Posts by Scot Kersgaard
Scot Kersgaard has been managing editor of a political newspaper, editor and co-owner of a ski town newspaper, executive editor of eight high-tech magazines (where he worked with current Apple CEO Tim Cook), deputy press secretary to a U.S. Senator, and an outdoors columnist at the Rocky Mountain News. He has an English degree from the University of Washington. He was awarded a fellowship to study internet journalism at the University of Maryland's Knight Center for Specialized Journalism. He was student body president in college. He spends his free time hiking and skiing.
Colorado’s death penalty is not only massively expensive, critics say it is also unconstitutional because it is so randomly sought.
Like any good — or bad — Secretary of the Interior, Colorado’s Ken Salazar will leave Washington in a few weeks with a long list of both friends and enemies. Thing is though, they’re pretty much the same friends and enemies he had when he got there.
With a bill to repeal the death penalty likely to be introduced in the 2013 Colorado Legislature, there are bound to be philosophical arguments about the merits of capital punishment. One thing that seems beyond debate, though, is that ending the death penalty could save Colorado taxpayers a lot of money.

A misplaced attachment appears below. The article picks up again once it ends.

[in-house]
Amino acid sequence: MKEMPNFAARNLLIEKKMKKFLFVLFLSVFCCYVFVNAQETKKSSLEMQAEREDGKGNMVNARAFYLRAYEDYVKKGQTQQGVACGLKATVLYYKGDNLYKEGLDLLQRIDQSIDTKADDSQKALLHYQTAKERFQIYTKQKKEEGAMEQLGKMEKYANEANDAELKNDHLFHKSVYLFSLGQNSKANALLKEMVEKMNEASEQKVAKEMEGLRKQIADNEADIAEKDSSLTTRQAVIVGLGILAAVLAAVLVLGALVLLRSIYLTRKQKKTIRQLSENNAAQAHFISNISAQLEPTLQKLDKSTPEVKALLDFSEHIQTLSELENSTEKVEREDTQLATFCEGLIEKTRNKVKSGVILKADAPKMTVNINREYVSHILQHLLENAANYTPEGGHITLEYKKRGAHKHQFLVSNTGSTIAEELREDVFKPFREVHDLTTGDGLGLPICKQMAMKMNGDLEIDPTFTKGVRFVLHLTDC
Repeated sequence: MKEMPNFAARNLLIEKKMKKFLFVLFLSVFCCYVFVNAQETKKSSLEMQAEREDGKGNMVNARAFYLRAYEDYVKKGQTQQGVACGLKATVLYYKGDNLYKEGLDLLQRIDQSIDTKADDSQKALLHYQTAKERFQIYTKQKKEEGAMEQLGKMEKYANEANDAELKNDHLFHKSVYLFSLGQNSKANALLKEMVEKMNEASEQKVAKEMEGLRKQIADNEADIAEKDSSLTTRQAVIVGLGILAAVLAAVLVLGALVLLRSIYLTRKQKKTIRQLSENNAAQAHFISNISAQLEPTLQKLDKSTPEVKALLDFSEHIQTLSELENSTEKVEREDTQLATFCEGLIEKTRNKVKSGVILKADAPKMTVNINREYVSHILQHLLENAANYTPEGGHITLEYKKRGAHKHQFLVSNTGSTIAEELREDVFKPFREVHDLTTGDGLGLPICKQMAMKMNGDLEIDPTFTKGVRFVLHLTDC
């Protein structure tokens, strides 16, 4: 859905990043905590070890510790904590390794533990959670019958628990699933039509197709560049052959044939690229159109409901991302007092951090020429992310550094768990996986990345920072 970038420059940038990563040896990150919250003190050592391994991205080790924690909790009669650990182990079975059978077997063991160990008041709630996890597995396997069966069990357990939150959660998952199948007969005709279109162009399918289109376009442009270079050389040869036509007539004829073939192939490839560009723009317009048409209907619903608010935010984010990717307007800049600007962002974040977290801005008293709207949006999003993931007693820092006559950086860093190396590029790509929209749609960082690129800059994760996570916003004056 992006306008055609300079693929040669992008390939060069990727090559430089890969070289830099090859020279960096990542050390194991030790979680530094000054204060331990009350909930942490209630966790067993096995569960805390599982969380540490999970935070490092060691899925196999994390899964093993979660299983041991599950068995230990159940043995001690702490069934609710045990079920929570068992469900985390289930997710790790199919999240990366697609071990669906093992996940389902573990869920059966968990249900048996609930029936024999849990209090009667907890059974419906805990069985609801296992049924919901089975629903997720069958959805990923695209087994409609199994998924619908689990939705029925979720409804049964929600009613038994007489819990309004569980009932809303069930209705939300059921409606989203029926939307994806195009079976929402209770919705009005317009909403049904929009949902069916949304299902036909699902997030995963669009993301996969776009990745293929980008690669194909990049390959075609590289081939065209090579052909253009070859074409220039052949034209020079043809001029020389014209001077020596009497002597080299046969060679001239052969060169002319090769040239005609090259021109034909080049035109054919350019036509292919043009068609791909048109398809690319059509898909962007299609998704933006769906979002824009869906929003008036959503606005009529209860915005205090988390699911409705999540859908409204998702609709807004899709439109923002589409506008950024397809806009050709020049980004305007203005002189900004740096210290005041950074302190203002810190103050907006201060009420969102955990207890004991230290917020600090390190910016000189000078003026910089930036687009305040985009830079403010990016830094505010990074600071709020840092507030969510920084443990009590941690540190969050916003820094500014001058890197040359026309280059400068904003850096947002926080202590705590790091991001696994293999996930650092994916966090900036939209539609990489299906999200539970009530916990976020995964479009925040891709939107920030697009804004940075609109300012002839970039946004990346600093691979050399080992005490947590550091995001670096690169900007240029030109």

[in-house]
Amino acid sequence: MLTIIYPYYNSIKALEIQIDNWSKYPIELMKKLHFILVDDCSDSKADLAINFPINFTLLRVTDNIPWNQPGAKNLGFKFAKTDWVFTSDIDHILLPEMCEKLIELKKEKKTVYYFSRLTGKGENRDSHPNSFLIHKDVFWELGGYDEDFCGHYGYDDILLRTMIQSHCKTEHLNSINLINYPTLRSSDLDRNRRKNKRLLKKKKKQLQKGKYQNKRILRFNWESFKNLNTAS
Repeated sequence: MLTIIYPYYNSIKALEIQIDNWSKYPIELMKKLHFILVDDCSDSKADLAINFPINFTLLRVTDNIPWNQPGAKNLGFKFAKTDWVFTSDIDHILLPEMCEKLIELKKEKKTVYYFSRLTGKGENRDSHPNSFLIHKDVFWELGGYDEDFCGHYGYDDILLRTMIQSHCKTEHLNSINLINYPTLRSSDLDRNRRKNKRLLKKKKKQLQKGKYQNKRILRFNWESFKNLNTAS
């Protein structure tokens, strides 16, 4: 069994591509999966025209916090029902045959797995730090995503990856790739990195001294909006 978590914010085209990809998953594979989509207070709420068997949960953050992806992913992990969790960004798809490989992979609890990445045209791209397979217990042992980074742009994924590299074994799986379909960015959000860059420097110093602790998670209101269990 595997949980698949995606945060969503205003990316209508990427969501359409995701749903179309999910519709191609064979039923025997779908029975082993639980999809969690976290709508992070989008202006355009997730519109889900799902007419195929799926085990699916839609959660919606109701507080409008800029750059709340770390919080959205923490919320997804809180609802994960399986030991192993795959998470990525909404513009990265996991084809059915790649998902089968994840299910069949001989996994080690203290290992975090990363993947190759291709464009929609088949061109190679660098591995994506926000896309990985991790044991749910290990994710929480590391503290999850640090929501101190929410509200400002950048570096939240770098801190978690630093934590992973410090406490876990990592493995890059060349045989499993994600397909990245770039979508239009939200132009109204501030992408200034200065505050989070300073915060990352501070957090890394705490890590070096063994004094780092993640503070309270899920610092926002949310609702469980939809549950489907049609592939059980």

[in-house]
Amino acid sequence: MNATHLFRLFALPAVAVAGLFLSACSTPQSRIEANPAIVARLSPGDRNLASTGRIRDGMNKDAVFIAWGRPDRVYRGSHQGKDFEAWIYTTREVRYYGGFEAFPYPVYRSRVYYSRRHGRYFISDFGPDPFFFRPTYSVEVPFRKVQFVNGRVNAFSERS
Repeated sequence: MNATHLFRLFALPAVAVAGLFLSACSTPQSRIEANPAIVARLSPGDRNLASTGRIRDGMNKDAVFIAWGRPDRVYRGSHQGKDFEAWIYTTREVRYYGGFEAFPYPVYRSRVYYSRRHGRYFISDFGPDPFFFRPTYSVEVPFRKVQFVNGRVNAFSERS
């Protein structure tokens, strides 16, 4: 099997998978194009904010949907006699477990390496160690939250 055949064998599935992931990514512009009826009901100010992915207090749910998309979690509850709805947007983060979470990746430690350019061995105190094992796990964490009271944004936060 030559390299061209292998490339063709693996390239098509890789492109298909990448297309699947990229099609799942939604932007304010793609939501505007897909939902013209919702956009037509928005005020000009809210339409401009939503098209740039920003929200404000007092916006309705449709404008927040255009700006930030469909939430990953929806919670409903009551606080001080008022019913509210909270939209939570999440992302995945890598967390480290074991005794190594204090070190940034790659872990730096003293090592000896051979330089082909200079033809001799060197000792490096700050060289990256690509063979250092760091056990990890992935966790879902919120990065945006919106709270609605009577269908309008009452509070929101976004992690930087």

You might think the issue of marijuana legalization had been settled, at least as far as Coloradans were concerned. Turns out some people aren’t so sure, and one of them is former Rhode Island Congressman Patrick Kennedy.
State Rep. Claire Levy this week told The Colorado Independent she is writing a bill to eliminate the death penalty in Colorado. Levy, D-Boulder, said she will introduce the bill if she is satisfied it will have a strong chance of passing.
Colorado U.S. Rep. Diana DeGette introduced legislation today that would exempt states from federal laws banning the sale, possession and use of small amounts of marijuana by adults. The bill so far is being co-sponsored by Colorado Democrat Jared Polis and Republican Mike Coffman.
Boulder County District Attorney Stan Garnett announced today via Twitter that his office would drop all pending prosecutions of adults for possession of less than an ounce of marijuana and/or possession of marijuana paraphernalia.
In the wake of this week’s historic vote to legalize marijuana in Colorado, the state’s three Democratic U.S. House members are drafting legislation aimed at easing the tension between the new state law and longstanding federal prohibition of the drug.
As Governor John Hickenlooper prepares to speak today with United States Attorney General Eric Holder about how to proceed with implementing Amendment 64, which legalizes marijuana in Colorado, the measure’s supporters say they want to see the governor stand up for the measure that passed by a 10-point margin.
America’s war on drugs got a lot more interesting Tuesday night as Colorado and Washington each voted to legalize marijuana use and possession by adults. Marijuana advocates promptly called the two measures “the beginning of the end” of marijuana prohibition in the United States.